Yet there are strong indications that China stands in a fully developed stage of bubbledom, of which there are many symptoms. In commercial real estate, as Jim Chanos and Hugh Hendry have emphasized, there are lots of developments that have no income stream. The disparity between average incomes and real estate prices are in excess of those prevailing in Japan before 1989 (a point examined by Edward Chancellor in reports for GMO) If the Chinese investment boom is followed by a big bust, it will profoundly affect both prices and perceptions. Falling prices would also ease perceptions of future scarcity and would, at least in the medium term, greatly affect the pace of mining and agricultural activity (together with their respective environmental impacts).
These two phenomena--looming resource scarcity, China's bubble--point in very different directions. One suggests a continuing boom in the consumption of natural resources, the other points toward a bust. I have to say that I credit the power of both of these forces, even though they point in contradictory directions. Though I would certainly like to know how this epic battle will play out over the next several years, the more important point for our purposes is simply that they are in play against the other, and that we should watch that saga like a hawk.
The materials sector--the demand for things like copper, cement, iron ore, steel--would probably be more affected than the energy sector by Chinese troubles, but both would be affected. Over a longer time horizon--say, over the next three to seven years--growth in the rest of the developing world seems likely to moderate the effect of a Chinese financial bust, but, in the short term, mayhem in the commodities markets may ensue if China begins to slow. In the background of commodity speculation today is the memory of 2008, with its spectacular boom and bust in one year. It is not implausible to worry that markets might undertake a repeat performance.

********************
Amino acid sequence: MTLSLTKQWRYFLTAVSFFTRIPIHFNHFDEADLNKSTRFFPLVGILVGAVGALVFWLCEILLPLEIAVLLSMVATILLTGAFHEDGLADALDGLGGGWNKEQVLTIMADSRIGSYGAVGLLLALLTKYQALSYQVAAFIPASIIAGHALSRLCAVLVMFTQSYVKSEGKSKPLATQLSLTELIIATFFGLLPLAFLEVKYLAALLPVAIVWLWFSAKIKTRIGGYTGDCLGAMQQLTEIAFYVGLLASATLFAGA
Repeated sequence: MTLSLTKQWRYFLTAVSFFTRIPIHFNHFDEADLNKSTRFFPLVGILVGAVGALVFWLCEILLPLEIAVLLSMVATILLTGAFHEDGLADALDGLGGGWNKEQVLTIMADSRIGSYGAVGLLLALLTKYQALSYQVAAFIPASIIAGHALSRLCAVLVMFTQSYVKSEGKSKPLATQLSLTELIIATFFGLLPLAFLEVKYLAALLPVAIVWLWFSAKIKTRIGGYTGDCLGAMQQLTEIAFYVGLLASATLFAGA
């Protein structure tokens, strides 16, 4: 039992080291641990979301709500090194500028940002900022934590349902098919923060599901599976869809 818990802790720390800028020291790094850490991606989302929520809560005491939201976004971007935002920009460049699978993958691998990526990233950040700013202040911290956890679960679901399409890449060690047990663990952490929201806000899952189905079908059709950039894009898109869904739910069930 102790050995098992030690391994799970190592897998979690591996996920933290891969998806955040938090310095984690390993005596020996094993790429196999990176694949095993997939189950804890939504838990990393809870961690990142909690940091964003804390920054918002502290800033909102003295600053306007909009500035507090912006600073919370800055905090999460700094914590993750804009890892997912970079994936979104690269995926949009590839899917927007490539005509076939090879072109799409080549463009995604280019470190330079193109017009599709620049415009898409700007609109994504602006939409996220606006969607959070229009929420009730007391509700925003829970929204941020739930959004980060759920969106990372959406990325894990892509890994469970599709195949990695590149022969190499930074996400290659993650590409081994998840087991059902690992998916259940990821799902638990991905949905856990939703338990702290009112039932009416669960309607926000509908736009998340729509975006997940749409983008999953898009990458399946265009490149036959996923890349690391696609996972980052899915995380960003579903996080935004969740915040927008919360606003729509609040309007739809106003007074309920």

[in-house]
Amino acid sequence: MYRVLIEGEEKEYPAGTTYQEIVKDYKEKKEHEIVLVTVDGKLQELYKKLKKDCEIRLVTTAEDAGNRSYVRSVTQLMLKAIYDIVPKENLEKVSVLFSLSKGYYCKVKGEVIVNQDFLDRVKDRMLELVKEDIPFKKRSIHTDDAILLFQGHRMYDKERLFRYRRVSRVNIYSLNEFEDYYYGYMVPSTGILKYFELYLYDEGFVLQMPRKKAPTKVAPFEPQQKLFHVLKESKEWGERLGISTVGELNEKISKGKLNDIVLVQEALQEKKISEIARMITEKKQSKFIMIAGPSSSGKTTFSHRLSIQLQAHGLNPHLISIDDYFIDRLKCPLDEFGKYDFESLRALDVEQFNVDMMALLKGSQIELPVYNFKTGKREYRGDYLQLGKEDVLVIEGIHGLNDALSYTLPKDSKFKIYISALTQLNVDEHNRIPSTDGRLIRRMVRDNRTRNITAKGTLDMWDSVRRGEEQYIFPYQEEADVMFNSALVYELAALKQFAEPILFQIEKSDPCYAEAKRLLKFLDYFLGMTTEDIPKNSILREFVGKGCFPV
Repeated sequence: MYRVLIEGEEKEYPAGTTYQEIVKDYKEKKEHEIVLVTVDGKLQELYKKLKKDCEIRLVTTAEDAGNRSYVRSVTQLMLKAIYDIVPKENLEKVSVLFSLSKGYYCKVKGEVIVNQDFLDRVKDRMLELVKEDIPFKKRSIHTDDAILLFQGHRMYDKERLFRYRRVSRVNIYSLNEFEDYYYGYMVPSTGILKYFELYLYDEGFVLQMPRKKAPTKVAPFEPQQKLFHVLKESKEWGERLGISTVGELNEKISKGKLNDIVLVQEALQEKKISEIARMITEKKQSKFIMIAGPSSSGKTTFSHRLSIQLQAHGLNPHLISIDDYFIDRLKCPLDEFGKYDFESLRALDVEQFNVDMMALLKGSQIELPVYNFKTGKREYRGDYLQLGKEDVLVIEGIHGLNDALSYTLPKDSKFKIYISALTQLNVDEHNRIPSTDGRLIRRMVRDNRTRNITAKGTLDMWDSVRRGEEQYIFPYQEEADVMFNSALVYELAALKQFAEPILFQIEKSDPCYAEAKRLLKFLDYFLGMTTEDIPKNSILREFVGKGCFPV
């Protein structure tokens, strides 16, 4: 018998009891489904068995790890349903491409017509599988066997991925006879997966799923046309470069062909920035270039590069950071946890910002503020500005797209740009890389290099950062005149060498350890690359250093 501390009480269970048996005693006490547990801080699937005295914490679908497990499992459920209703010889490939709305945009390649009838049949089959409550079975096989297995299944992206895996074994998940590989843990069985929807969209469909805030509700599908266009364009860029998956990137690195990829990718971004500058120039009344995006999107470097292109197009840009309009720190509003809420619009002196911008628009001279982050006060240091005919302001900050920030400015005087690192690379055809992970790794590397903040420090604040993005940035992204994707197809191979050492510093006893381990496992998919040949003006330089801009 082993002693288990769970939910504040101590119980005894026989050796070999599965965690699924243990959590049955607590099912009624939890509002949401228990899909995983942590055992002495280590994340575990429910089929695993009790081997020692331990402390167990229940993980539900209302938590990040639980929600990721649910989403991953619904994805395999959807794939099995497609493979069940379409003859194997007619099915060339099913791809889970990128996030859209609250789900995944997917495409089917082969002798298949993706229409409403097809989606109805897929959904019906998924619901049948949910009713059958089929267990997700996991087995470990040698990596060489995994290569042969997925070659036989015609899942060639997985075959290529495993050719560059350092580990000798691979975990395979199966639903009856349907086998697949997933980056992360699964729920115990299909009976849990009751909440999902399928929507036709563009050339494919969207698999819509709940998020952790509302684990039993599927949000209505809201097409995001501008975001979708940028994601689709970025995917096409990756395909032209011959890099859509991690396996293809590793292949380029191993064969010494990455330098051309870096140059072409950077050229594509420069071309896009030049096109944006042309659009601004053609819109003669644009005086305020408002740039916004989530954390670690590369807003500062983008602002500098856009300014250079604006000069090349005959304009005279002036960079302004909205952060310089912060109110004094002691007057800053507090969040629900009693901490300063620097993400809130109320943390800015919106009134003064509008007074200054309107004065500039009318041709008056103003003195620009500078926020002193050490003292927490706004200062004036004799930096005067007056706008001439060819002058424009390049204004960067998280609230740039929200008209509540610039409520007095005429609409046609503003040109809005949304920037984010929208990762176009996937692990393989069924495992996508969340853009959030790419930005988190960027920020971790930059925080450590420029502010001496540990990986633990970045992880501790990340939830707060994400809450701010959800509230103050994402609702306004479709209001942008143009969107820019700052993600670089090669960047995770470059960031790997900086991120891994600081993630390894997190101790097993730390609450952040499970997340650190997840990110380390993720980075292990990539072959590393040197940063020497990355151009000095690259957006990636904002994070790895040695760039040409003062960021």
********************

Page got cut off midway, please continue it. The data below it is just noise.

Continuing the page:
Here's a recent analysis from Buttonwood at the Economist summarizing the latest (mixed) research on China's "staggering non-performing loan problem."
Commerzbank tackles the issue of the property market in a note out today. In Beijing, the price-to-income ratio of the average home is 36; that compares with 18 in Singapore, 12 in New York and just 5 in Frankfurt. By itself, this isn't a reason to be immediately bearish. A high price-to-income ratio implies a belief that incomes will rise quickly and in China they are likely to do so; much harder to justify a high price-to-income ratio in London. Relative to GDP, Chinese house prices are not out of line with the last decade and of course, GDP is still growing very fast.
Bubbles are also marked by speculative building. Chinese residential investment is around 8% of GDP, compared with a ratio of 5.8% for Japan in the 1980s. then again, China is modernising very rapidly so a degree of new build is to be expected. Commerzbank analyst Ashley Davies concludes that
The property market is not a true bubble in the style that Japan was in the late 1980s but is definitely guilty of exuberance.
Nouriel Roubini issued a broader note on the issue earlier this month. He argued that
No country can be productive enough to reinvest 50% of GDP in new capital stock without eventually facing immense overcapacity and a staggering non-performing loan problem. China is rife with overinvestment in physical capital, infrastructure and property. To a visitor, this is evident in sleek but empty airports and bullet trains, highways to nowhere, thousands of colossal new central and provincial government buildings, ghost towns and brand new aluminium smelters kept closed to prevent global prices from plunging.
The problem may not kick in until 2013, Mr Roubini thinks, saying the country will then suffer a hard landing. He adds that
All historical episodes of excessive investment - including East Asia in the 1990s - have ended with a financial crisis and/or a long period of slow growth.